Family / Guest blog posts / News & Politics

LGBTQ Youth Homelessness


(L to R) Susan, Luca and Rocki

Guest author Raquel (Rocki) Simões is a white Brazilian butch who came to the United States in the late 80s, fell in love with women and Rice Krispies treats (not necessarily in that order) and decided to stay. Most of her community organizing work has focused on queer youth and homelessness. Most of her personal work has focused on being a loving friend, partner, ex-partner, anti-racist community member, and parent. On a good day she does some of these things well.


Why are so many LGBTQ youth homeless?  Chances are the F word came to mind – family.

During this last year I have had many conversations with queer youth, organizers, and advocates about the ramifications of a narrative we have highlighted for years:  queer youth homelessness exists because of family rejection.  Though the clarity of this truth is compelling and effective when it comes to raising awareness and gaining community support and funding, we are long overdue for a deeper and more nuanced national conversation.  Just this last month, as I talked to a co-worker about wanting to do better around this ‘deepening’ in relationship to my work with the GLBT Host Home Program (or GLBT HHP), her response made me yet again recognize the extent to which we have attached ourselves to a clear-cut story of rejection.  Her words: “You will have a harder time recruiting hosts.”

And I am afraid that she is right.

For some context: the GLBT HHP is a community- and volunteer-based housing program in the Twin Cities that matches young queer and trans people experiencing homelessness to people who have an extra bedroom in their homes.

So why would a more nuanced dialogue about queer and trans youth who are experiencing homelessness (most of whom are youth of color) potentially hinder our opportunities for recruiting future hosts (most of whom here in Minnesota are white and middle-class)?  Because many in our community want to hold on to the belief that once a queer youth is safely housed and nurtured, success, as defined by caring adults and youth workers, is right around the corner. A more layered conversation would mean recognizing and understanding that such an assumption is likely not true for most of the queer youth who are youth of color.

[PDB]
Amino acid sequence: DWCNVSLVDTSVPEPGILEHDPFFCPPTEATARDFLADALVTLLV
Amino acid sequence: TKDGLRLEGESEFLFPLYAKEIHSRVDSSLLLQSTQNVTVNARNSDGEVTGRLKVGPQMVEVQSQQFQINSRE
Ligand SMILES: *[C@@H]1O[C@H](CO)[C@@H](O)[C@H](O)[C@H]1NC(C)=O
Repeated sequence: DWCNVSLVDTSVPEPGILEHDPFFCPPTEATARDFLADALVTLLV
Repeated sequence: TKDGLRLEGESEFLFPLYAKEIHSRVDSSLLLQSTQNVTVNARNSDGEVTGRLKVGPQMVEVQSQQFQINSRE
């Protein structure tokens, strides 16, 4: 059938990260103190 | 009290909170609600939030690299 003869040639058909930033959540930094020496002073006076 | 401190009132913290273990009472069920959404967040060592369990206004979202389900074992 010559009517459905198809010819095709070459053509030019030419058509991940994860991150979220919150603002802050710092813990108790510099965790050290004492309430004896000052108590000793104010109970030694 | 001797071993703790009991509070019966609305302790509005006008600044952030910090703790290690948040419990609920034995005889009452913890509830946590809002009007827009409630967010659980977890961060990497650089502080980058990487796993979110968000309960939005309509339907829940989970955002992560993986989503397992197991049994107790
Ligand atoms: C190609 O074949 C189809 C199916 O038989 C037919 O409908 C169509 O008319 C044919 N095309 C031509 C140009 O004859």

For many of us who are white and LGBTQ, sharing our homes and growing to love – in a familial and personal way – a young trans woman of color means experiencing profound heart-break as we witness just how much the system fails them, especially systems that have largely worked for us.  It is indeed less painful for some of us to cling to family rejection as the sole reason for their situation.  Family rejection is a truth that we can potentially share, relate to, and build community around.

Though the last thing I want to do is disrespect or minimize this truth and the power of connection and healing that can arise from it, now is the time to complicate how we talk about LGBTQ youth homelessness within a larger movement-building context.  I have learned much in the last 20 years and have made many mistakes, including simplifying the stories of the young people with whom I have worked.  The GLBT HHP, for example, is still talked about by many as a program that specifically addresses housing for LGBTQ youth who have been kicked out of their homes.  What I have learned, though, is that their stories and connections to family of origin, however tenuous or conflicted or abusive or beautiful, are layered and not easily nor neatly packaged.  And I am not even tackling the adoption and foster care systems here (so much for ‘deepening’, right?).

My specific concerns about the overwhelming presence of the reductive family-rejection narrative are two-fold: 1) since most queer and trans youth who are homeless in this country (or remain homeless for longer times) are youth of color, are we reinforcing the dangerous belief held by many in the white LGBTQ community that communities of color are more homophobic and transphobic? 2) are we unintentionally creating a hierarchical system of who deserves our support and what youth need to say/not say about their situation as they seek support?

Have we created a culture wherein we are more willing to embrace and love a ‘courageous’ queer youth whose parent has kicked them out specifically due to their sexual orientation and/or gender identity than a ‘chronically homeless’ queer youth who has a criminal record, or whose mother is mentally ill, or poor and unemployed, or facing deportation, or recently evicted, who may or may not be experiencing added conflict related to coming out issues?